RMG: Pretty much anything because Rifkind is completely hopeless.
In Kensington I think the really important issues are basically housing, and the closely related issue of small businesses; which sound kind of boring, but actually small businesses rely entirely on an effective community. In Kensington at the moment we have a very worrying situation where large parts of the borough are bought by foreign property investors, and abandoned and nobody actually goes there.
So it’s a terrible buy-to-leave situation. This is ignoring the extraordinary disaster of extreme property price increases. So that’s obviously a very big issue.
Education is also extremely important because the borough’s schools are very divided. You have a huge number of extremely elite schools, you know… good, but you also have a very large number of schools with overwhelmingly working class and ethnic minority students which is not good because it indicates a social and indeed cultural divide. Which is obviously a very bad thing. So it would be quite useful if we could not have that.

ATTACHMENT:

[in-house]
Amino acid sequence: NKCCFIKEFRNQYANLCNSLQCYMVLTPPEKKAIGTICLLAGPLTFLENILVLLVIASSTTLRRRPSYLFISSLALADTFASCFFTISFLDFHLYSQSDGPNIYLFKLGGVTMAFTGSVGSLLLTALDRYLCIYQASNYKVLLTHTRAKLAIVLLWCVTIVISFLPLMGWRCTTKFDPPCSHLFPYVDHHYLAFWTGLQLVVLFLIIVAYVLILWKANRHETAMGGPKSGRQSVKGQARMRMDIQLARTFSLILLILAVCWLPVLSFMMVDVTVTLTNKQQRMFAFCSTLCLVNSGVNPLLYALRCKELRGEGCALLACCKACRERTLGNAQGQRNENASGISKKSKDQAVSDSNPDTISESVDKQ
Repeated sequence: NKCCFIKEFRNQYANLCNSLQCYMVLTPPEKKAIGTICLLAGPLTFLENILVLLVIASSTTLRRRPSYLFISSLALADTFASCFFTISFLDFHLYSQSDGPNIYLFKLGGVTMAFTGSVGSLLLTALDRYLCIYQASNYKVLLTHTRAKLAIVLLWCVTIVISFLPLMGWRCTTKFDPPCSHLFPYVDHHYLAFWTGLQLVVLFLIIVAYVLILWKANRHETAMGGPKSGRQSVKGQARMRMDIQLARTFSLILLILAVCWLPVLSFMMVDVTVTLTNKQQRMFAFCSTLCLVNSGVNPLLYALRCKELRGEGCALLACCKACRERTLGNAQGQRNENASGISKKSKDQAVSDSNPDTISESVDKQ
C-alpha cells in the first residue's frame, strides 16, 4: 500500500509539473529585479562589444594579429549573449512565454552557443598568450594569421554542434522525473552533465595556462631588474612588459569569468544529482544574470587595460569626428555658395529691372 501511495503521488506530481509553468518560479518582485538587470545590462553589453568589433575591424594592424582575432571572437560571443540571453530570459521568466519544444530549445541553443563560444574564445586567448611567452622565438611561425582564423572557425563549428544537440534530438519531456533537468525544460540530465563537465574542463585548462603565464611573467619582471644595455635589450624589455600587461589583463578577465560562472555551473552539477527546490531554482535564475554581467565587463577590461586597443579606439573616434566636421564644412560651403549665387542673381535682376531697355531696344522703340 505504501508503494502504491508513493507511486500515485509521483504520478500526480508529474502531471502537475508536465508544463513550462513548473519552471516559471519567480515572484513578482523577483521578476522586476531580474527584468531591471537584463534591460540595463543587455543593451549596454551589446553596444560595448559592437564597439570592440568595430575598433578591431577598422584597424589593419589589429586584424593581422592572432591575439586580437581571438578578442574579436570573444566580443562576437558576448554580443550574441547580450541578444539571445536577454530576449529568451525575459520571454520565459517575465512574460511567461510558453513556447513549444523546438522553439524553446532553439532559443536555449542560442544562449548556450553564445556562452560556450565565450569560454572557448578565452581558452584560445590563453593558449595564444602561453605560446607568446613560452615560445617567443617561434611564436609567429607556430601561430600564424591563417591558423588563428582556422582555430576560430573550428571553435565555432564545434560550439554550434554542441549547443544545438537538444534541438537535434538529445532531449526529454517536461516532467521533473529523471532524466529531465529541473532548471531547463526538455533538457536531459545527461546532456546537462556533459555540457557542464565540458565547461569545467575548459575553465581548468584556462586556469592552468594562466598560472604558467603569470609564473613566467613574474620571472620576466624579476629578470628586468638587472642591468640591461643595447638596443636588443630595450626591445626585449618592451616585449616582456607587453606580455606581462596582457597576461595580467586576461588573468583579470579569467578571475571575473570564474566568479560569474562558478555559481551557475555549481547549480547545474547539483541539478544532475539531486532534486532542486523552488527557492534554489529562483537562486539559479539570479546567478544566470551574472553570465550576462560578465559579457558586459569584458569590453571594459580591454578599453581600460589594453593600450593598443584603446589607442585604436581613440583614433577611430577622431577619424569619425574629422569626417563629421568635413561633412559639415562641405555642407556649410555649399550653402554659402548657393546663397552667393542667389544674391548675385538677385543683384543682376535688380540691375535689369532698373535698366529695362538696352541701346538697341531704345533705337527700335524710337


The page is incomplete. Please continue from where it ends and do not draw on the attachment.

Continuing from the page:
JR: How would you go about solving the housing problem?
RMG: Well the problem is so giant that no single MP could solve it. But one thing that I’d want to do in particular is work as an MP for the rights of the people who have possibly been subject to bad landlords which we have a lot of, unfortunately, in the borough. And also be an active voice for introducing some kind of sanity in the housing market. For example abolishing buy to leave property laws altogether which is extremely damaging to literally everybody in the entire country. Also working to introduce some sort of national discussion and organisation for serious analysis for what the property market is actually doing to our entire society.
We need to think about the next generation, which you and I are part of. We need to think about what this is going to do to our society. I’m pretty concerned that we are currently moving to a feudal situation where basically people are going to have to inherit property from their parents like it’s the 13th century or something, in order to own property outright.